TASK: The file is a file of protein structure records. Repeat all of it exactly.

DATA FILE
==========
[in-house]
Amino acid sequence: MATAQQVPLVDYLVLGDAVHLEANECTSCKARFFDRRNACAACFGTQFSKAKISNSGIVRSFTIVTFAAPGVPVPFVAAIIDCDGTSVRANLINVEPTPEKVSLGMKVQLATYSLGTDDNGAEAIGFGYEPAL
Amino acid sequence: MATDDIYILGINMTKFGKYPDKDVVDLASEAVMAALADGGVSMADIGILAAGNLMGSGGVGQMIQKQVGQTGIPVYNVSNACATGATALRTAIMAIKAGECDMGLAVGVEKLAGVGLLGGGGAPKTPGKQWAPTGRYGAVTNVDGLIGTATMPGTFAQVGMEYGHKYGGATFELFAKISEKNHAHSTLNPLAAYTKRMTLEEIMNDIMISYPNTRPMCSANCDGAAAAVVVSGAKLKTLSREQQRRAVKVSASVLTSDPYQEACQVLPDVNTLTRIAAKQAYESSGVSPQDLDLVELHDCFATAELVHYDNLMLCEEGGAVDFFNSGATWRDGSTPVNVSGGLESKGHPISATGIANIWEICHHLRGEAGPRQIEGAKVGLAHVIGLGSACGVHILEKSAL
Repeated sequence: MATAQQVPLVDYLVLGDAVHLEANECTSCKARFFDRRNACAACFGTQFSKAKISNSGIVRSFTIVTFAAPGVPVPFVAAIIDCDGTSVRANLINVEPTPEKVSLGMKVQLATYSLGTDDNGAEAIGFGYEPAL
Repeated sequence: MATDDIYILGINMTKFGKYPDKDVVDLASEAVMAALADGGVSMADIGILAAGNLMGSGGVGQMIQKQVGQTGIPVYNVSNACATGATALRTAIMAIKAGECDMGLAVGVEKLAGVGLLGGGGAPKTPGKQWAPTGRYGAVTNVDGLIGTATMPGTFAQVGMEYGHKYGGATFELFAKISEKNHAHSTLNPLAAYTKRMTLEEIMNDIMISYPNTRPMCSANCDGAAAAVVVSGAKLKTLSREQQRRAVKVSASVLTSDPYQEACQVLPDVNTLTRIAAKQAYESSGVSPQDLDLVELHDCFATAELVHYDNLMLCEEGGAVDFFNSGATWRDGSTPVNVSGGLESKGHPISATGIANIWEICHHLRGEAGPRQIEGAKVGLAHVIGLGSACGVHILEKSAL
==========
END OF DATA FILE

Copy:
[in-house]
Amino acid sequence: MATAQQVPLVDYLVLGDAVHLEANECTSCKARFFDRRNACAACFGTQFSKAKISNSGIVRSFTIVTFAAPGVPVPFVAAIIDCDGTSVRANLINVEPTPEKVSLGMKVQLATYSLGTDDNGAEAIGFGYEPAL
Amino acid sequence: MATDDIYILGINMTKFGKYPDKDVVDLASEAVMAALADGGVSMADIGILAAGNLMGSGGVGQMIQKQVGQTGIPVYNVSNACATGATALRTAIMAIKAGECDMGLAVGVEKLAGVGLLGGGGAPKTPGKQWAPTGRYGAVTNVDGLIGTATMPGTFAQVGMEYGHKYGGATFELFAKISEKNHAHSTLNPLAAYTKRMTLEEIMNDIMISYPNTRPMCSANCDGAAAAVVVSGAKLKTLSREQQRRAVKVSASVLTSDPYQEACQVLPDVNTLTRIAAKQAYESSGVSPQDLDLVELHDCFATAELVHYDNLMLCEEGGAVDFFNSGATWRDGSTPVNVSGGLESKGHPISATGIANIWEICHHLRGEAGPRQIEGAKVGLAHVIGLGSACGVHILEKSAL
Repeated sequence: MATAQQVPLVDYLVLGDAVHLEANECTSCKARFFDRRNACAACFGTQFSKAKISNSGIVRSFTIVTFAAPGVPVPFVAAIIDCDGTSVRANLINVEPTPEKVSLGMKVQLATYSLGTDDNGAEAIGFGYEPAL
Repeated sequence: MATDDIYILGINMTKFGKYPDKDVVDLASEAVMAALADGGVSMADIGILAAGNLMGSGGVGQMIQKQVGQTGIPVYNVSNACATGATALRTAIMAIKAGECDMGLAVGVEKLAGVGLLGGGGAPKTPGKQWAPTGRYGAVTNVDGLIGTATMPGTFAQVGMEYGHKYGGATFELFAKISEKNHAHSTLNPLAAYTKRMTLEEIMNDIMISYPNTRPMCSANCDGAAAAVVVSGAKLKTLSREQQRRAVKVSASVLTSDPYQEACQVLPDVNTLTRIAAKQAYESSGVSPQDLDLVELHDCFATAELVHYDNLMLCEEGGAVDFFNSGATWRDGSTPVNVSGGLESKGHPISATGIANIWEICHHLRGEAGPRQIEGAKVGLAHVIGLGSACGVHILEKSAL